Burnt Orange Breakdown: Greg Daniels

Before Texas begins its first season under Charlie Strong, we're taking a deep dive into all the talent he inherits in 2014. Our Burnt Orange Breakdown series takes a closer look at each scholarship player returning this fall and what we can expect from him. We're going down the roster from No. 1 Shiro Davis all the way to No. 99 Desmond Jackson.

No. 81 Greg Daniels

Senior tight end

Recruitment rewind: A four-star recruit from Houston's St. Pius X, Daniels was a bit of an under-the-radar find when he committed at a 2009 junior day. He had offers from Oklahoma and Baylor at the time, and Alabama and Texas A&M after his pledge. He played both tight end and defensive end in high school, but took more of a liking to defense in his senior season.

Career so far: Daniels redshirted in 2010 and played in three games on the defensive line in 2011. After that season, he transitioned over to tight end and has stayed there ever since. He's played in 25 games and earned 14 starts since joining the offense, and has eight receptions for 118 yards in his career. Daniels had right shoulder surgery this offseason and missed spring ball.

Best-case scenario for 2014: This is a player who's poised to surprise. The new Texas staff knows Daniels can set the edge as a blocker, and he's going to see the field a lot on running downs. But don't forget that Daniels was on the receiving end of the 2012 Wishbone tribute to Darrell K Royal. That was a 47-yard reception, and Daniels could be in for more opportunities as a pass-catcher over the middle.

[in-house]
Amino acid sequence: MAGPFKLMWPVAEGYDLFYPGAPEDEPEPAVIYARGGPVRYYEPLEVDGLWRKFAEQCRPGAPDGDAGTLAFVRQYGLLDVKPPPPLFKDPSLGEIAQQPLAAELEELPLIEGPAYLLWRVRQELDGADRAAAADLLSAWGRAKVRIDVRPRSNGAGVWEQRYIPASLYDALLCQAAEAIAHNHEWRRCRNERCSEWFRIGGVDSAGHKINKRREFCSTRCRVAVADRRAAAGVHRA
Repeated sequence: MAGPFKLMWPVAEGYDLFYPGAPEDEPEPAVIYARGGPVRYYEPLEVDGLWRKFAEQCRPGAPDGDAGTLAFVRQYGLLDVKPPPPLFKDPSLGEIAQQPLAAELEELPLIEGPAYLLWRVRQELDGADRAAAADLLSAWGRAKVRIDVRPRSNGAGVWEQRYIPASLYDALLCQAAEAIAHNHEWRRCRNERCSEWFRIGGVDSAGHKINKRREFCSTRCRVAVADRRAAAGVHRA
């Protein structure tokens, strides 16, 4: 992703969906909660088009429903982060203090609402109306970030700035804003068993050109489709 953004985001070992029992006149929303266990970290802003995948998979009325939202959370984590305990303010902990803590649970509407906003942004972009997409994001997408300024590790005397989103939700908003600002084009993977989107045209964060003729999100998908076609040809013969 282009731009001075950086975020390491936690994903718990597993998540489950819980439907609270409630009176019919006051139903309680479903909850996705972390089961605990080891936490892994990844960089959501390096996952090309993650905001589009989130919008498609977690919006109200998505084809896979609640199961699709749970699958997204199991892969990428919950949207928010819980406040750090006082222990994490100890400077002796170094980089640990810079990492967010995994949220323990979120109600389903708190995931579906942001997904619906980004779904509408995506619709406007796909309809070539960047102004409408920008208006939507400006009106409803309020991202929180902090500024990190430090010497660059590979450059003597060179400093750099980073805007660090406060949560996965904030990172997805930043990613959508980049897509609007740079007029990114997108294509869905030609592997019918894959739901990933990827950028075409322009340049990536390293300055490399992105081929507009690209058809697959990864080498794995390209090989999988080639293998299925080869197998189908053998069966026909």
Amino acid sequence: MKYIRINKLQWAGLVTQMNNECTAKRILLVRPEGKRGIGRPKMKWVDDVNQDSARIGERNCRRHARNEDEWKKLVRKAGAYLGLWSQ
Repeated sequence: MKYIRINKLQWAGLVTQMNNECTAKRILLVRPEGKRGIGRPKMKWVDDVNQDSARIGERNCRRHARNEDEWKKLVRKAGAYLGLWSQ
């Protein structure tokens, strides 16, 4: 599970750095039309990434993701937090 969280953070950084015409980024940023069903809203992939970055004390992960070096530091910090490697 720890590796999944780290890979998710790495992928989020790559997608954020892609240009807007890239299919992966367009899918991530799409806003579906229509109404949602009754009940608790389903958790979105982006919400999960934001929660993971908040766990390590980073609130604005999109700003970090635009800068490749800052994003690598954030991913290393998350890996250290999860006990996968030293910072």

Worst-case scenario for 2014: Texas has four pretty intriguing options at tight end now that Blake Whiteley has joined the mix, and it's the position group that has the most continuity since Bruce Chambers was retained. So as long as Daniels' shoulder heals up, the only setback he would face is falling to third or fourth on the depth chart. He will at least be a quality blocker, he just might not see many passes thrown his way.

Future expectations: Daniels has one season of eligibility left and, potentially, a chance to help reverse Texas' recent trend of unremarkable play at tight end. Unless one player rises up in fall camp, expect a committee of contributors at that position. He's not yet a well-known player among Texas fans because of his thankless efforts as a blocker, but you could see a lot more from Daniels as a senior.